In December of 1941, while Europe was busy with the Germans again, the Japanese took a shot at pushing the Europeans completely out of the Western Pacific, and in six months of lightning campaigning, they succeeded. The Philippines, Hong Kong, Singapore, French Indochina and the Dutch East Indies all fell in rapid succession. Although the Japanese fleet was temporarily stopped by the Americans at the Battle of Coral Sea, a series of overland assaults from the Japanese Zone of Australia managed to take the entire continent. Then they easily slipped over and scooped up New Guinea and Guadalcanal. Their assault on New Zealand, however, turned into a savage war of attrition that sucked in American troops as fast as they could be recruited, armed and shipped out.
With the Battle of Midway, the tide of Japanese conquest turned, but the Americans had a long way to go before they could get back at the Japanese. As they island hopped across the central Pacific, the tenuous American supply line all the way back to back to Hawaii (no bases in Australia and New Guinea in this timeline) was stretched to the limit, and by the time the European War ended in May of 1945, they had barely made it to the Mariana Islands. While the Americans were still trying to scrape up at least one airfield close enough to Japan to launch an atomic strike, the Russians attacked the Japanese in Manchuria, and the game was over.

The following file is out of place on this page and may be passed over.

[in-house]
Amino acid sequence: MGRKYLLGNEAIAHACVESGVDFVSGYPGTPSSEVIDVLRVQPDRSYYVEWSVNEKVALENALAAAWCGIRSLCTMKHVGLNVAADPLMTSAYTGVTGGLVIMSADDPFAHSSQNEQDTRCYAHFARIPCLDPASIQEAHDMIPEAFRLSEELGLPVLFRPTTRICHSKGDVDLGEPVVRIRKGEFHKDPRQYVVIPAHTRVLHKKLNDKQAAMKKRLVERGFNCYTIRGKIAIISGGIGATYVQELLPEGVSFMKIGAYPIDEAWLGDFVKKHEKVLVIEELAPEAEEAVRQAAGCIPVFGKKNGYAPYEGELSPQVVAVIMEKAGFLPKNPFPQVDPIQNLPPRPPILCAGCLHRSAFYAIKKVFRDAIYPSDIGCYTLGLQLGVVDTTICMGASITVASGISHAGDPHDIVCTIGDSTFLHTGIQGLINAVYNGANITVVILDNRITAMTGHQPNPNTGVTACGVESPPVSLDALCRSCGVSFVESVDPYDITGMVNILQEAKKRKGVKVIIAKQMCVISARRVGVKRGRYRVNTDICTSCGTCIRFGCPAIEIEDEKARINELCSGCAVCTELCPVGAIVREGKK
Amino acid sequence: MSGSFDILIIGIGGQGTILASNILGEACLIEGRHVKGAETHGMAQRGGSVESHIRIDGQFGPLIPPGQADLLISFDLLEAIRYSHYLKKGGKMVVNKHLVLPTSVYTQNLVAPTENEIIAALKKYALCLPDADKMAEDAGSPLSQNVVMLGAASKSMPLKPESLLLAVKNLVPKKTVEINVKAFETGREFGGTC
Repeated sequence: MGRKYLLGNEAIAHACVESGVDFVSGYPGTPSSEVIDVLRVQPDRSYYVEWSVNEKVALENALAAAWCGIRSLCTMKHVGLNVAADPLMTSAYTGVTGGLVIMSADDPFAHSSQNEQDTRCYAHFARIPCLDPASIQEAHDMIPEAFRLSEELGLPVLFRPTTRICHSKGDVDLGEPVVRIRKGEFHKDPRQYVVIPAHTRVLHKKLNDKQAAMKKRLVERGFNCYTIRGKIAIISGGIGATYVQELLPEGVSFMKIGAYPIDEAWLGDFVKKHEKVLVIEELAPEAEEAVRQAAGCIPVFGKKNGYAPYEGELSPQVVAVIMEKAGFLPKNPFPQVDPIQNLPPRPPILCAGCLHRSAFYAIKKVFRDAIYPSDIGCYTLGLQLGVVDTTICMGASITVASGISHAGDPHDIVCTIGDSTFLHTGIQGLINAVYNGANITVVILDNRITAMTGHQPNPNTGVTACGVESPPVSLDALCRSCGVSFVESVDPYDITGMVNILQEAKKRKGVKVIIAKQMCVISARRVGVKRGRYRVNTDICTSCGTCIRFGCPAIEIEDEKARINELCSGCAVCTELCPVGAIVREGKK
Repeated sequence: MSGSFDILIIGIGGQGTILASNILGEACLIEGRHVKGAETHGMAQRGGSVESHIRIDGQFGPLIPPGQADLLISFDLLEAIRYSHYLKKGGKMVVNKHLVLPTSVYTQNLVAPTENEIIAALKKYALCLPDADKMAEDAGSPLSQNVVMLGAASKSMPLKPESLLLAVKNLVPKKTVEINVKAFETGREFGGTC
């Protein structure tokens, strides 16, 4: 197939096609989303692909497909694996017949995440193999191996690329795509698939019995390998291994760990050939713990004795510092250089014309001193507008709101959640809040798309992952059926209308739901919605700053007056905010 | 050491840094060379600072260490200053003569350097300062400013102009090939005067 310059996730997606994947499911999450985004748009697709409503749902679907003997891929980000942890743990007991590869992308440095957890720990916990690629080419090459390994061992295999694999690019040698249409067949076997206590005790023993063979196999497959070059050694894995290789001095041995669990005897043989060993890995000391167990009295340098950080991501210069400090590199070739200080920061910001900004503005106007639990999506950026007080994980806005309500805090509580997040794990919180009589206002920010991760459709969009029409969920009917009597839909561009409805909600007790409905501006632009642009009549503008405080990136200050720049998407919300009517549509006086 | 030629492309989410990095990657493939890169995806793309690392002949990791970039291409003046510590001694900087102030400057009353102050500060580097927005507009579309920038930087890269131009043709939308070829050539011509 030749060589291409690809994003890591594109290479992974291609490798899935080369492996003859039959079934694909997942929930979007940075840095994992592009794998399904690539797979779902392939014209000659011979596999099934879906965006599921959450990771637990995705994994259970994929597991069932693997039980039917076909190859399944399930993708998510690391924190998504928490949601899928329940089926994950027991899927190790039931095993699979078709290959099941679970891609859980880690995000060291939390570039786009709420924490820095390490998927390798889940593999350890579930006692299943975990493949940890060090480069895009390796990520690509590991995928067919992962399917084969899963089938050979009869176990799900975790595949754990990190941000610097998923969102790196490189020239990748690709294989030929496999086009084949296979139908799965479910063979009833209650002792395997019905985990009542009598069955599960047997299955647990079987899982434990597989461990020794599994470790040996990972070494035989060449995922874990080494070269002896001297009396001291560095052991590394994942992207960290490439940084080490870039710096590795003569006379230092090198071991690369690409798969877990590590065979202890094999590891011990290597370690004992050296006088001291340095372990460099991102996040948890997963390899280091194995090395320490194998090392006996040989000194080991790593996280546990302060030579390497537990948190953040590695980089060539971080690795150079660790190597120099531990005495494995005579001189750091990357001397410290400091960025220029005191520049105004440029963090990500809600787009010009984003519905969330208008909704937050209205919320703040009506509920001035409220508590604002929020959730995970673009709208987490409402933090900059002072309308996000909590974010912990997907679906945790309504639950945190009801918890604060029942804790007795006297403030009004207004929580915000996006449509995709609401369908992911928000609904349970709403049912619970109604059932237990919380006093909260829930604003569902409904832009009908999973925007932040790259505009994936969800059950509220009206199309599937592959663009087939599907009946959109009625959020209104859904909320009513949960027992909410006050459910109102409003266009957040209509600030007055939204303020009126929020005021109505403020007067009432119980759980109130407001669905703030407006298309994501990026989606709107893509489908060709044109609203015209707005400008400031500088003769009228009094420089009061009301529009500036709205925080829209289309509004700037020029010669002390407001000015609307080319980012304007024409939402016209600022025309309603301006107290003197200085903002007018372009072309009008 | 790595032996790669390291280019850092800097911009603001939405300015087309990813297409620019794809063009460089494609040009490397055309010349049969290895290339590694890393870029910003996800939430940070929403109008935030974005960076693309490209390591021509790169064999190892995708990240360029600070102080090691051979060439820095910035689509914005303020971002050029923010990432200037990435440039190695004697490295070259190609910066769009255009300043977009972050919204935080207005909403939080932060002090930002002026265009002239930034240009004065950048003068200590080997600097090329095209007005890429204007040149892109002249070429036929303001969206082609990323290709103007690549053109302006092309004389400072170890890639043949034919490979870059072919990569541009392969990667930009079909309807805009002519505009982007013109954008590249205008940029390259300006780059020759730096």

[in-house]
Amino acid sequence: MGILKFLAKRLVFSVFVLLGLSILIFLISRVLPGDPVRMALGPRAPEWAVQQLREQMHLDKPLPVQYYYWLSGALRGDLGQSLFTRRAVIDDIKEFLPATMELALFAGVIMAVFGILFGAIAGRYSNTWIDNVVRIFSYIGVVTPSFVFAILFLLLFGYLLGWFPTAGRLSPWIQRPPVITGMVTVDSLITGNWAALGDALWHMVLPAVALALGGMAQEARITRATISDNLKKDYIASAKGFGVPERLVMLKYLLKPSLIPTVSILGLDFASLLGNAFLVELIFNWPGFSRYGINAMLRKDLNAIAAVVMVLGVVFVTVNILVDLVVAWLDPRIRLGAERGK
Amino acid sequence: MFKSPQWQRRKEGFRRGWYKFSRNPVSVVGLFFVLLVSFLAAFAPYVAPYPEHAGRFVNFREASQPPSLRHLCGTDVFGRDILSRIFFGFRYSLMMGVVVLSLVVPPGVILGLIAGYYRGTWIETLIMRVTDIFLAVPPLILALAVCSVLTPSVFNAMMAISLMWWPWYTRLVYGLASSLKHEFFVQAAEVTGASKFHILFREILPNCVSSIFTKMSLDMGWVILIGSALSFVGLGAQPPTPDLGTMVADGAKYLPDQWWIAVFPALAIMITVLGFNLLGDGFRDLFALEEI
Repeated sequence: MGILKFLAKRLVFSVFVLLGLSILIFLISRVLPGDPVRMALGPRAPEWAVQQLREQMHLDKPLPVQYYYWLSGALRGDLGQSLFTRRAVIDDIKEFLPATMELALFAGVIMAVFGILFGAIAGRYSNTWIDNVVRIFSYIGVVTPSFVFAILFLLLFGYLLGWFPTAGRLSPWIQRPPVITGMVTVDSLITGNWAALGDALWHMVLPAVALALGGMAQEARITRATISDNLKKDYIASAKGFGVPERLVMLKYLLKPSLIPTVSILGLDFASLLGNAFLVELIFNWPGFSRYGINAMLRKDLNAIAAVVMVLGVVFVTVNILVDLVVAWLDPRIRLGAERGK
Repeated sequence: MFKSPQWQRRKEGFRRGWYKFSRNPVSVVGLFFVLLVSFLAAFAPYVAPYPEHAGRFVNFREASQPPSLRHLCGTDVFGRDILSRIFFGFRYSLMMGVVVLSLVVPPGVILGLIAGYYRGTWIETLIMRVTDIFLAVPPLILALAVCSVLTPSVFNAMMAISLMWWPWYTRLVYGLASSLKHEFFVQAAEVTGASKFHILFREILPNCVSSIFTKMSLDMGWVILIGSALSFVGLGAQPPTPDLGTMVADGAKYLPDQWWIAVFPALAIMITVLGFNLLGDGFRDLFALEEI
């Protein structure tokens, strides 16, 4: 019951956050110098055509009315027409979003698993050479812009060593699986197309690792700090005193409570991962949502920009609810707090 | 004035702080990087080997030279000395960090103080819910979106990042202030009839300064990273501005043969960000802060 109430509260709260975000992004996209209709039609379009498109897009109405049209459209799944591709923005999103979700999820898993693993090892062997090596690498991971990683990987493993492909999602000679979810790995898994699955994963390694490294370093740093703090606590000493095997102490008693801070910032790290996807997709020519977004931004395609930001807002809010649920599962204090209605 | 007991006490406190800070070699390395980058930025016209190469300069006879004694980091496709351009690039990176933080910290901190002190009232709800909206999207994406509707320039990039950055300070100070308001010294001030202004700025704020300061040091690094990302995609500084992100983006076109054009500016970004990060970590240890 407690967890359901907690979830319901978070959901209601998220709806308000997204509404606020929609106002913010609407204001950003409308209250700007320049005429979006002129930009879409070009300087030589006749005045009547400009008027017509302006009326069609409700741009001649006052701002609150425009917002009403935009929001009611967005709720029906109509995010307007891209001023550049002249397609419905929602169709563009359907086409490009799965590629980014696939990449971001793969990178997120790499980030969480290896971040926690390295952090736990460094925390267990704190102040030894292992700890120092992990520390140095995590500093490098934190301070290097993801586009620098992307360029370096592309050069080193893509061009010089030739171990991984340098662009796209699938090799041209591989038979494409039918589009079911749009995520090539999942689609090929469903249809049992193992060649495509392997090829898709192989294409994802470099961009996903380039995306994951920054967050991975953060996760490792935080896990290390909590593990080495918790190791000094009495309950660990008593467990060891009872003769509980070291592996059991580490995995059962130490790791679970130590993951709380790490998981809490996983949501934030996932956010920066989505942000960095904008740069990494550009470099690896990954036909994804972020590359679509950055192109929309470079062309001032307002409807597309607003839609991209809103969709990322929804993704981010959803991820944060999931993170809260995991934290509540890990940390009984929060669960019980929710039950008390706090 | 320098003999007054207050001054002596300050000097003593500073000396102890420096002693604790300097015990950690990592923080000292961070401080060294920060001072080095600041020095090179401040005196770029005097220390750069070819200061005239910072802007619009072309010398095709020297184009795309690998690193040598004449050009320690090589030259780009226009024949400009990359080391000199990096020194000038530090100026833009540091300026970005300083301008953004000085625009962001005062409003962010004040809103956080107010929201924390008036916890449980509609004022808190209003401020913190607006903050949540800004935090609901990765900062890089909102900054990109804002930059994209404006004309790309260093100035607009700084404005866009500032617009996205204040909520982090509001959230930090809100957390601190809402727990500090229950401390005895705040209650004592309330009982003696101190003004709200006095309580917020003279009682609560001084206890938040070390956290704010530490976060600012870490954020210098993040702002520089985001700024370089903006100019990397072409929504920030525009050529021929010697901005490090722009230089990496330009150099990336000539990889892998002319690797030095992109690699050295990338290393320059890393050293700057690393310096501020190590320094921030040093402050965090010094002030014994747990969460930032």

Because the Americans had to share their victory with the Soviets, they had to agree to a partition of the Japanese territory: The Soviets got Sakhallin and Hokkaido Islands, Manchuria and all of Korea, where they quickly established Communist regimes. Japanese Australia was partitioned between Britain and France by continuing the border between Queensland and New South Wales along the 29th Parallel.
Exhausted by the war, however, the British began to dump their Asian colonies after only a couple of years. India, Pakistan, Ceylon and Burma in the forties, and finally Australia in 1951, which became a commonwealth republic under the slightly autocratic leadership of an Aborigine named Big Bob. (Yes, I know he should have a native Australian name, but I'm from Virginia, so I don't know any.) Big Bob ruled his state for the next 18 years, calling an occasional surprise election whenever he was sure that the opposition was safely jailed. He welcomed investment by any Western corporation that was willing to hire his brothers as consultants, and under his guidance, South Australia moved up the food chain from Third World to Second and a Half World.